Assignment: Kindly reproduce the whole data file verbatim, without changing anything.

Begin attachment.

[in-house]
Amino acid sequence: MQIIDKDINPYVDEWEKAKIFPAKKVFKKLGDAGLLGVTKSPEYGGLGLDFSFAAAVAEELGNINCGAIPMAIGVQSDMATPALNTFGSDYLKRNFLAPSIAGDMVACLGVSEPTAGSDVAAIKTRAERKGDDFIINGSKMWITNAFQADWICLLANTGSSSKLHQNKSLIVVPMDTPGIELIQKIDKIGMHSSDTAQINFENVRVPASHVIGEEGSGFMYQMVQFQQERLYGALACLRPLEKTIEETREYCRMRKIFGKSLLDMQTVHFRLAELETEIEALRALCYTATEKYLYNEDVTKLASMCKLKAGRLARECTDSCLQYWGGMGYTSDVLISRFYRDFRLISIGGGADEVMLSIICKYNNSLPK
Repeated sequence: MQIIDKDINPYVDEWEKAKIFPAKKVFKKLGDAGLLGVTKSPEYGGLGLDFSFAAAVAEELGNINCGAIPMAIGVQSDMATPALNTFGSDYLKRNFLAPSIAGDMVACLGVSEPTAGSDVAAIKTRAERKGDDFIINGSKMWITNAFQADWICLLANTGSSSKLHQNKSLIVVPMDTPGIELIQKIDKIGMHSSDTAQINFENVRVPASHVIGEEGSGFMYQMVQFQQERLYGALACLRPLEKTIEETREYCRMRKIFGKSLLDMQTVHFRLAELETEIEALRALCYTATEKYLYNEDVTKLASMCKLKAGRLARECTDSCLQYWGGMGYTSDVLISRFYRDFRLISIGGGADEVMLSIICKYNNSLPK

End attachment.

[in-house]
Amino acid sequence: MQIIDKDINPYVDEWEKAKIFPAKKVFKKLGDAGLLGVTKSPEYGGLGLDFSFAAAVAEELGNINCGAIPMAIGVQSDMATPALNTFGSDYLKRNFLAPSIAGDMVACLGVSEPTAGSDVAAIKTRAERKGDDFIINGSKMWITNAFQADWICLLANTGSSSKLHQNKSLIVVPMDTPGIELIQKIDKIGMHSSDTAQINFENVRVPASHVIGEEGSGFMYQMVQFQQERLYGALACLRPLEKTIEETREYCRMRKIFGKSLLDMQTVHFRLAELETEIEALRALCYTATEKYLYNEDVTKLASMCKLKAGRLARECTDSCLQYWGGMGYTSDVLISRFYRDFRLISIGGGADEVMLSIICKYNNSLPK
Repeated sequence: MQIIDKDINPYVDEWEKAKIFPAKKVFKKLGDAGLLGVTKSPEYGGLGLDFSFAAAVAEELGNINCGAIPMAIGVQSDMATPALNTFGSDYLKRNFLAPSIAGDMVACLGVSEPTAGSDVAAIKTRAERKGDDFIINGSKMWITNAFQADWICLLANTGSSSKLHQNKSLIVVPMDTPGIELIQKIDKIGMHSSDTAQINFENVRVPASHVIGEEGSGFMYQMVQFQQERLYGALACLRPLEKTIEETREYCRMRKIFGKSLLDMQTVHFRLAELETEIEALRALCYTATEKYLYNEDVTKLASMCKLKAGRLARECTDSCLQYWGGMGYTSDVLISRFYRDFRLISIGGGADEVMLSIICKYNNSLPK